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OCT 20, 20204 MIN

The Do’s and Don’ts of Founder-led Sales

  • Roundup
  • Sales
Mina Benothman's Headshot

Mina Benothman

Growth Marketing Manager, Heavybit

    If you caught our recent Speaker Series panel on enterprise sales, you’ll have learned that almost every early-stage devtool startup inevitably goes through a period of founder-led sales. It’s also a topic that many technical first-time founders come to us for help with. For someone with no go-to-market experience, sales, unlike marketing, is difficult to know where to start, how to improve, and when to transition.

    Founder-led Sales Has Its Benefits

    As a founder, you may not know anything about closing deals but what you do know is the product, and you hopefully know it better than anyone else in the org. If you’re building a product for developers, then you should already have an idea of what their pain points are and how your product can help solve their problems.

    You should get comfortable with talking to your prospective customers anyway because it can help you measure your product-market fit and validate your value proposition. If anything, HashiCorp co-founder Armon Dadgar warns that bringing in sales people too early, before you know who your customer is or what your fully-baked product should be, is going to hurt your team and your business.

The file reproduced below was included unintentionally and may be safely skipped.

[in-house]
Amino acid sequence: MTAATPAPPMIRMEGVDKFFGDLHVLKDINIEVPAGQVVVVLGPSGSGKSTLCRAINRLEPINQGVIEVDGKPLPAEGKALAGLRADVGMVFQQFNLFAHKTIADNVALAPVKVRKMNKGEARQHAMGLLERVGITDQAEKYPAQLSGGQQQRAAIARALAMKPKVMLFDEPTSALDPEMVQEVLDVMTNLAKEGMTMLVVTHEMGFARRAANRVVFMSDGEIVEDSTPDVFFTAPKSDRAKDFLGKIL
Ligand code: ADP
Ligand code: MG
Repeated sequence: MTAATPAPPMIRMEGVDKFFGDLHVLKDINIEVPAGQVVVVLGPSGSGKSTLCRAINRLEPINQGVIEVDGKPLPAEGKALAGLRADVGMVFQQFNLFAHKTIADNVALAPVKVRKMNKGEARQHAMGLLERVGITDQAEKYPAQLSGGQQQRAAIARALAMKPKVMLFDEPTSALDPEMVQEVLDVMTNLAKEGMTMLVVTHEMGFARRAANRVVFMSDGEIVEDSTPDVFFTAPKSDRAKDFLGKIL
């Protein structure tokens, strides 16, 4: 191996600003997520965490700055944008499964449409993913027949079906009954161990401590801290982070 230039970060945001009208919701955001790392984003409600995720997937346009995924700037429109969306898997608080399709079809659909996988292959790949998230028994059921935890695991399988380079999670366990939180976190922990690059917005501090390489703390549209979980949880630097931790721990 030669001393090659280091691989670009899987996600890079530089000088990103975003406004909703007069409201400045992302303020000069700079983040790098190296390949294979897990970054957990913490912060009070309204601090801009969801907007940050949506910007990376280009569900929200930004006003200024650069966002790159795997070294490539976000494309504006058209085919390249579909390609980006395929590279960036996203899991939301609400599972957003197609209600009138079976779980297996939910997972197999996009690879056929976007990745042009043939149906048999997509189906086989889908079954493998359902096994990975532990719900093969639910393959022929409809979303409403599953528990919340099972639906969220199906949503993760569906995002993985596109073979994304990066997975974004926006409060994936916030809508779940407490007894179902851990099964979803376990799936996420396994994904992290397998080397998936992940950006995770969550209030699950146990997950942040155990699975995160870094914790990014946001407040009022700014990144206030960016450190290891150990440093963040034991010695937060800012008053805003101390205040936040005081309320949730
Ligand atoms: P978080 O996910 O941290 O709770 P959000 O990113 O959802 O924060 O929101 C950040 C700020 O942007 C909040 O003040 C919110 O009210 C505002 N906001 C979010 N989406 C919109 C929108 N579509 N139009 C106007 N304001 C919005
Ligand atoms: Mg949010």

Common Mistakes

    Mistake #1

    Companies like Slack, Dropbox, and Atlassian will try to convince you that you can build a unicorn company without sales reps but “if you build it, they will come” only drives so much adoption. Especially when you have a self-serve component that’s doing well, you might think you may never need a sales function but if you want to scale revenue, you’re going to need direct sales.

    Mistake #2

    When founders do start getting in front of prospective customers, they often make the mistake of treating those sales conversations as product feedback. If you build every feature requested in the hopes of closing a deal, sure, your close rate will be high, but an overly-customized product isn’t and shouldn’t be what you’re selling.

    Mistake #3

    On the other hand, if you approach sales with a “spray and pray” mentality, you’re going to be cluttering your pipeline with the wrong prospects, your close rate will be low and you’ll be wasting everyone’s time. For more on how to identify and capture the right prospects, check out the Morando Method and this post on Fishing in the Right Pond.


    There’s a plethora of tips and templates already out there for sales people on setting up processes and metrics, that apply just as well to founders. In addition to familiarizing yourself with the basics, keep in mind these considerations given the size and stage of your organization:

    1. Persona discovery and positioning/messaging exercises are going to inform your decision making, help you sell faster, and make the transition away from founder-led sales easier, so do them first.
    2. If you’re a really small team, your work most likely won’t end with simply closing the deal so brush up on your onboarding and customer support/success skills.
    3. When you start to become a bottleneck, either in the sales process or to the rest of your team, it’s time to start transitioning away from founder-led sales.
    4. It’ll take you longer than you think to hire a sales person and if you get it wrong the first time, it can take you even longer. So get it right.
    5. For a complete guide on founder-led sales, learn more from Heavybit advisor Peter Kazanjy.

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